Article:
Thursday, March 12, 2015
Knox Hall, 606 W 122nd St., Room 509
Watch the video of this workshop!
While the purpose of conducting oral history is to document the verbal telling of experiences by a group of individuals, what do you do when those individuals have fluctuating cognitive capabilities and, because of this, have experienced stigmatization and exploitation in the past? In this workshop, Drs. McDonough and Crane will discuss unique issues of recruitment, informed consent, and narrator empowerment, as they have occurred with vulnerable populations in their work on The Schizophrenia Oral History Project (TSOHP). TSOHP is a collection of life stories from individuals with Schizophrenia or Schizoaffective Disorder with the purpose of giving voice to these persons who have been unheard and discounted by society and presenting their stories to public audiences. One unique aspect of the design involves sharing audience feedback with narrators in follow-up interviews and then collecting narrator responses to this feedback. Implications for building both individual narrator trust and broader community connections will be discussed.
Lynda Crane is Professor Emeritus of Psychology at Mount St. Joseph University. She earned her Ph.D. from the University of Maryland and was a post-doctoral Fellow at Johns Hopkins School of Medicine, in Baltimore, MD. She has held research positions at the Wright State University School of Medicine (Fels Institute) and at the National Institute of Mental Health, under Dr. Stanley Greenspan. She has a background in mental disabilities, having worked with inpatients at the Springfield Hospital Center, a state-operated psychiatric facility in Maryland, and having published a textbook entitled: "Mental Retardation: A Community Integration Approach." She is co-founder of The Schizophrenia Oral History Project.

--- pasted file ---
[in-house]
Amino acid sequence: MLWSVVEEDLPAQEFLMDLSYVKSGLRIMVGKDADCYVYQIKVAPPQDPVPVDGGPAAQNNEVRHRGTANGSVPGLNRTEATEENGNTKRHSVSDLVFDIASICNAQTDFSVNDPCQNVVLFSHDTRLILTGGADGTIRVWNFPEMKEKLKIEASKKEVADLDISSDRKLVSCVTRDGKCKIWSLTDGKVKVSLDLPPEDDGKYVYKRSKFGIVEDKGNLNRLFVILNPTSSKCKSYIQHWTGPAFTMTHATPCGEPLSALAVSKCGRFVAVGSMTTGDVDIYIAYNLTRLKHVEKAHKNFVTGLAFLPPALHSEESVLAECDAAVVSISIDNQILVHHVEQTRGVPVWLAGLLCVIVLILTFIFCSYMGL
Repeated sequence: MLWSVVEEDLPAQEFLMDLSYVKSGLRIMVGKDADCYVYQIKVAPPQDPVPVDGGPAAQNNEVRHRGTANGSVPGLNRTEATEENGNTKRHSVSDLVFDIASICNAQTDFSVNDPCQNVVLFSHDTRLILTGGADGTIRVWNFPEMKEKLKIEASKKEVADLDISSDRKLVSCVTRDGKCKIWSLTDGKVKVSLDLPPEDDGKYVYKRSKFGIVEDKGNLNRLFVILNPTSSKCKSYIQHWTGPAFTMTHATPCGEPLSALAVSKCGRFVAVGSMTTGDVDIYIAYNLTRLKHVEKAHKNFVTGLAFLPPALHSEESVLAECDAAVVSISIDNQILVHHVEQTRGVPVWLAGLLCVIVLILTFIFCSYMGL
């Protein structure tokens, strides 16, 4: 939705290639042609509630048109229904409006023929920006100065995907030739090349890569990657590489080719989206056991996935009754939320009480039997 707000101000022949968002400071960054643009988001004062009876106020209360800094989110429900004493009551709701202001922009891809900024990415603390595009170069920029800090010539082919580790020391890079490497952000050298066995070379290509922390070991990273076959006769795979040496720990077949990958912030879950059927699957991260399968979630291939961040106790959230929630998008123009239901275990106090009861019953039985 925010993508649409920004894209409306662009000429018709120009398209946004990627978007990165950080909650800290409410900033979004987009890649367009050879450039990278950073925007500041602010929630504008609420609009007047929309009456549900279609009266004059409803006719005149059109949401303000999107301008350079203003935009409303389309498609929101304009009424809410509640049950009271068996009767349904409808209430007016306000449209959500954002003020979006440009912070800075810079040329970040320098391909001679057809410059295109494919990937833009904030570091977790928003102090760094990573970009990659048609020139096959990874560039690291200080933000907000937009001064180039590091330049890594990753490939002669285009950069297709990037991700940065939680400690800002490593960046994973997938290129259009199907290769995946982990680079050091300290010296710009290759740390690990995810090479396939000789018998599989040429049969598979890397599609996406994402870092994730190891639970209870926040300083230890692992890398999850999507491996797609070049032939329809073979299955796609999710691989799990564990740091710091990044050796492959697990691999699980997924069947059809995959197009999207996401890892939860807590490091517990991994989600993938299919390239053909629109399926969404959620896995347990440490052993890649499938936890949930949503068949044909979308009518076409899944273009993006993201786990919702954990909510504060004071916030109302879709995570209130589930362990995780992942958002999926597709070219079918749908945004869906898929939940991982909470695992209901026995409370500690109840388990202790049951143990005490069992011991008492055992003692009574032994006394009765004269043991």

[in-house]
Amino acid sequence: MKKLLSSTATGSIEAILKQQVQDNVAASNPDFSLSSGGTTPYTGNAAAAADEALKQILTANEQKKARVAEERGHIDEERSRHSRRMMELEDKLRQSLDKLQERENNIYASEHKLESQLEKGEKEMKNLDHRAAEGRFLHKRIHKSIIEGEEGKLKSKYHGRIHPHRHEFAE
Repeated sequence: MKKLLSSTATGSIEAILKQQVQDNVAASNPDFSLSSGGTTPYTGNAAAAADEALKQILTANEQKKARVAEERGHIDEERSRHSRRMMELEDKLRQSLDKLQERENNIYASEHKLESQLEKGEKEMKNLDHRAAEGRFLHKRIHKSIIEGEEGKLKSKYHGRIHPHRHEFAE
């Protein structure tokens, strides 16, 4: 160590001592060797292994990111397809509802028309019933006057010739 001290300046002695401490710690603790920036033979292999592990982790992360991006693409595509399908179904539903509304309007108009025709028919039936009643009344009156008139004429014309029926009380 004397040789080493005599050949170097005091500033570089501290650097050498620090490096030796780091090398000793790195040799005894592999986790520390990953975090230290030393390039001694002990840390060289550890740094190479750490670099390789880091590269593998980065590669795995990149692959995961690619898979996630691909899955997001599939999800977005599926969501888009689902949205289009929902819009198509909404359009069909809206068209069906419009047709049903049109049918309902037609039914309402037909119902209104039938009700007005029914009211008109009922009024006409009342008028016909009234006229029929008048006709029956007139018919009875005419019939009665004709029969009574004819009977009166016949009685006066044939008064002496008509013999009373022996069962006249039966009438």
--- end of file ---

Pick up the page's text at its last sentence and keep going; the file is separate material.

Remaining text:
Tracy McDonough, PhD is a licensed clinical psychologist and Associate Professor at Mount St. Joseph University as well as co-founder of The Schizophrenia Oral History Project (TSOHP). She got her Bachelor's degree at Miami University in Oxford and her Master's and Doctorate degrees at Bowling Green State University. In 2006, Dr. McDonough won the Clifford Award for Excellence in Teaching as well as Ohio Magazine's Excellence in Education Award. Dr. McDonough is active in several professional organizations, including being a Past-President of the Cincinnati Academy of Professional Psychology. TSOHP is an archive of life stories of persons with Schizophrenia or Schizoaffective Disorder and in 2014, articles about the project were featured in The New York Times as well as The Oral History Review.
SPONSORS: This talk is part of the “Paul F. Lazarsfeld Lecture Series,” co-sponsored by the Columbia Center for Oral History Research (CCOHR) and the Oral History Master of Arts Program (OHMA). Support from the Interdisciplinary Center for Innovative Theory and Empirics (INCITE) is provided for programming that embodies late Professor Paul Lazarsfeld’s commitment to improving methodological approaches that address concerns of vital cultural and social significance.
INFORMATION: For more information, please email Amy Starecheski at aas39(at)columbia.edu
THIS EVENT IS FREE AND OPEN TO THE PUBLIC
NO REGISTRATION IS REQUIRED